S.O.O. Quebec: Purging The Cucks, Increasing Patrols
In the early evening darkness, four figures huddled in the parking lot of a Quebec City arena, all wearing black sweatshirts emblazoned with a drawing of Odin, a Norse god of war.
One was a professional hunter, another a wood-factory worker. They stomped their boots in the cold, shared a cigarette or two, then set off to patrol the historic streets of the city, armed only with a flashlight and the belief they were protecting Quebecers from a vague but dangerous threat.
Leading the group that night was a 47-year-old father of four, Dave Tregget, who paints cars by day, but on evenings and weekends was in charge of the Quebec chapter of Soldiers of Odin.
“We are Canadians helping Canadians,” said Tregget as he steered the group through Saint-Roch, a neighbourhood where urban renewal meets poverty in Quebec City.
“I want to protect our Canadian charter of rights and liberties. We’ve got to fight to keep these rights.”
Tregget felt the group’s success in Quebec depended on softening its anti-immigration image and putting some distance between the founding Finnish members, who have been accused of having ties with neo-Nazis.
“We’re Canadian, and Canada was based on immigration so we cannot be against it,” Tregget said, marching the group up Langelier Boulevard in the Quebec capital on a Tuesday night in early December.
It was a position that proved untenable. Last Friday, he was replaced by his second-in-command, Katy Latulippe. There are conflicting accounts of what happened. Latulippe says Tregget was suspended; Tregget says he quit, “finished with the racist image of Finland,” as he later told CBC News in a Facebook message.
Regardless of the details, what is clear is that with Tregget out, and Latulippe in, the group will undergo a reorientation. The new acting president has vowed to return the Quebec branch of the Soldiers of Odin to its Finnish roots and ramp up patrols of the more Muslim areas of Quebec City.
“We won’t allow them to bring mayhem to our streets and the gang rapes that we’re seeing in certain countries currently,” she said. “That’s all we want to do.”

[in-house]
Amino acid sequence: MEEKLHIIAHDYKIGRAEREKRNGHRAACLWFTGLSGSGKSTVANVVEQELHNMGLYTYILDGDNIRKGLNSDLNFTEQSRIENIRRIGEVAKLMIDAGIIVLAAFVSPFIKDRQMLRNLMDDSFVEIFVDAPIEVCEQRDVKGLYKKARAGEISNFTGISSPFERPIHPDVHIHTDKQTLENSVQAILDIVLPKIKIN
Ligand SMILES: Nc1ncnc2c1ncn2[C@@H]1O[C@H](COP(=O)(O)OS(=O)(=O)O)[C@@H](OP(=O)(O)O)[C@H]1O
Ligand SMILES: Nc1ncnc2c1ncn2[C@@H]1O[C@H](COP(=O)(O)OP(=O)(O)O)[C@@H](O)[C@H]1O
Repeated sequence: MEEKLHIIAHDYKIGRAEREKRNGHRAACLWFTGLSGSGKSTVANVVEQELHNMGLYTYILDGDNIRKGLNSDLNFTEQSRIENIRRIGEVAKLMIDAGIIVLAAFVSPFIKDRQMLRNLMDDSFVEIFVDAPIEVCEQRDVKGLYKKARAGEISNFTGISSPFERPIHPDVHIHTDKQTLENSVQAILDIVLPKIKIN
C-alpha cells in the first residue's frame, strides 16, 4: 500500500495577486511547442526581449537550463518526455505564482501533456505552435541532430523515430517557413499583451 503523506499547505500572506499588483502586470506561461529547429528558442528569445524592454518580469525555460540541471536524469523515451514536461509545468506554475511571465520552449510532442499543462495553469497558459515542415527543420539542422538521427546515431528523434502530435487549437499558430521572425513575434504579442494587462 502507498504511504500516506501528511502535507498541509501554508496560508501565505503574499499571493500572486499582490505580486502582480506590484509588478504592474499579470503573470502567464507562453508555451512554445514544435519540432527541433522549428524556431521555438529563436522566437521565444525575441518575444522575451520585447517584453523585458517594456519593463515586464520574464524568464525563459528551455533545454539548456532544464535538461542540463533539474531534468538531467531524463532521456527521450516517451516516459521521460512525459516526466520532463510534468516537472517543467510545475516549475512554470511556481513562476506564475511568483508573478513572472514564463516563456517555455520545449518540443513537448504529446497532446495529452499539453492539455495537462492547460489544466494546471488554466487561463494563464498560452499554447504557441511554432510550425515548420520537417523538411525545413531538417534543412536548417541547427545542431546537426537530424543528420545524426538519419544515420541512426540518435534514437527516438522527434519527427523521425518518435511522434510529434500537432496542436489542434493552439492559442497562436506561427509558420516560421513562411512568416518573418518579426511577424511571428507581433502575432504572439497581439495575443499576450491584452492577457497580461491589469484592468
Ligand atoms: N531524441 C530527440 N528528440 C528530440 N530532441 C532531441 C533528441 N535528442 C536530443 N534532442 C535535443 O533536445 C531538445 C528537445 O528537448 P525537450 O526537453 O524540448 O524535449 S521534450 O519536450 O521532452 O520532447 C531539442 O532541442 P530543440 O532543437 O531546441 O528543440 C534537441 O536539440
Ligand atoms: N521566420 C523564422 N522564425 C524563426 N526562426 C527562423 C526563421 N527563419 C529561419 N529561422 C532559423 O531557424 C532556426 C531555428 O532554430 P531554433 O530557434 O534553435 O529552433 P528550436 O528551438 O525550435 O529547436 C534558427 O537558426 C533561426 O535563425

Latulippe is still a relative newcomer to Quebec City, having moved there recently from Magog, Quebec.
“Dave (Tregget) avoided that, on patrols, we go into areas where there are a lot of Muslims or Islamization,” she said.
The Soldiers of Odin have around 3,500 members in Canada, with 400 of them in Quebec.
They have, since February, organized patrols through various neighbourhoods, sometimes as many as three or four times a week.
They also attracted attention by providing security at a demonstration outside the National Assembly in October, which was attended by several other far-right groups in the province.
And the group has teamed up on a number of occasions with Atalante Québec, an openly neo-fascist organization that speaks of protecting the “neo-French.”
The two groups joined forces for a food drive last month and jointly patrolled the Laval University campus after a spate of sexual assaults there in October.
“What we’ve aimed for since we started Soldiers of Odin is to unite all the groups of what we’ll call the ‘far right’ because our common denominator is (being against) the system”, they said.
Soldiers of Odin, dubbed ‘extreme anti-refugee group,’ patrol Edmonton streets
The Soldiers of Odin, a European organization that has been dubbed “an extreme anti-refugee group” by the Anti-Defamation League, has begun setting up shop in Edmonton.
About 10 men, all wearing matching insignia on their backs, a Norse horned helmet with a Canadian flag for a beard, have been seen patrolling the city’s streets.
According to social media posts by the group, marches have also taken place in British Columbia and Ontario.
While some see them as protectors, anti-whites & foreigners consider them dangerous vigilantes.
The group’s bylaws state their goal is to take back the streets, and patrols are their way of doing that.
Inspector Dan Jones said the Edmonton Police Service is aware of the Soldiers of Odin, but hasn’t received any complaints.
If they are the Soldiers of Odin like they are in Europe, we are going to be very concerned,” Jones said. “But at this stage, we don’t have any reason to believe they have engaged in criminal activity.”
Soldiers of Odin opens chapters in Yukon, Hamilton
A group that has been deemed an extreme anti-refugee vigilante organization has set up shop in Yukon, according to the RCMP.
S.O.O. Yukon organizes through a closed Facebook group, & its members are also active in public, carrying out street patrols.
Yukon RCMP say they have not yet received any complaints about the local Soldiers of Odin chapter.
S.O.O. is also setting up a chapter in Hamilton.
The presence in Hamilton is informal right now, with about eight or nine members getting organized as of August, said Soldiers Of Odin national president Joel Angott. There’s a lot of interest, but potential Hamilton members are being carefully vetted.
Group activities include neighbourhood street patrols & cleaning up local parks.